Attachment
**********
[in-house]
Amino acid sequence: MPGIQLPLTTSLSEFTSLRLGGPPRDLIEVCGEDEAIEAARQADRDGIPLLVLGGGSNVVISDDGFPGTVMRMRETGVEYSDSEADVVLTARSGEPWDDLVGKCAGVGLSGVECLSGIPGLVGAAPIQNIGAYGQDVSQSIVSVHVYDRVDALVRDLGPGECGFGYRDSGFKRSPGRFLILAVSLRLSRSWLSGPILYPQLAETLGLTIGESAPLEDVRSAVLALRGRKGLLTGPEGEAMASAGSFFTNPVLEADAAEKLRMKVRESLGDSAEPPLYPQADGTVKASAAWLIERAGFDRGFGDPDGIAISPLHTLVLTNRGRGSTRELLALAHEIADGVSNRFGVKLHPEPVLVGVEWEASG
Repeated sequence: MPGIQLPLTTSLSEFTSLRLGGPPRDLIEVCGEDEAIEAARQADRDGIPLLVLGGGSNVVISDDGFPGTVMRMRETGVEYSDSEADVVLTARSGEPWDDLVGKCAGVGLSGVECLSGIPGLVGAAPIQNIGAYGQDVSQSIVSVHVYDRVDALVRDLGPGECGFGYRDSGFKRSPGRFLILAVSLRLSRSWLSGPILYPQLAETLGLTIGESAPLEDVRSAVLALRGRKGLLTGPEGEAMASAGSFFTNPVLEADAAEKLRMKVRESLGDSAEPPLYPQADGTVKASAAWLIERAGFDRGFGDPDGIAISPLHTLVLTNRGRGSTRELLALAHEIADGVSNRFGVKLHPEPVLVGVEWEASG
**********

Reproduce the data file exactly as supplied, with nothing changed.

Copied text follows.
[in-house]
Amino acid sequence: MPGIQLPLTTSLSEFTSLRLGGPPRDLIEVCGEDEAIEAARQADRDGIPLLVLGGGSNVVISDDGFPGTVMRMRETGVEYSDSEADVVLTARSGEPWDDLVGKCAGVGLSGVECLSGIPGLVGAAPIQNIGAYGQDVSQSIVSVHVYDRVDALVRDLGPGECGFGYRDSGFKRSPGRFLILAVSLRLSRSWLSGPILYPQLAETLGLTIGESAPLEDVRSAVLALRGRKGLLTGPEGEAMASAGSFFTNPVLEADAAEKLRMKVRESLGDSAEPPLYPQADGTVKASAAWLIERAGFDRGFGDPDGIAISPLHTLVLTNRGRGSTRELLALAHEIADGVSNRFGVKLHPEPVLVGVEWEASG
Repeated sequence: MPGIQLPLTTSLSEFTSLRLGGPPRDLIEVCGEDEAIEAARQADRDGIPLLVLGGGSNVVISDDGFPGTVMRMRETGVEYSDSEADVVLTARSGEPWDDLVGKCAGVGLSGVECLSGIPGLVGAAPIQNIGAYGQDVSQSIVSVHVYDRVDALVRDLGPGECGFGYRDSGFKRSPGRFLILAVSLRLSRSWLSGPILYPQLAETLGLTIGESAPLEDVRSAVLALRGRKGLLTGPEGEAMASAGSFFTNPVLEADAAEKLRMKVRESLGDSAEPPLYPQADGTVKASAAWLIERAGFDRGFGDPDGIAISPLHTLVLTNRGRGSTRELLALAHEIADGVSNRFGVKLHPEPVLVGVEWEASG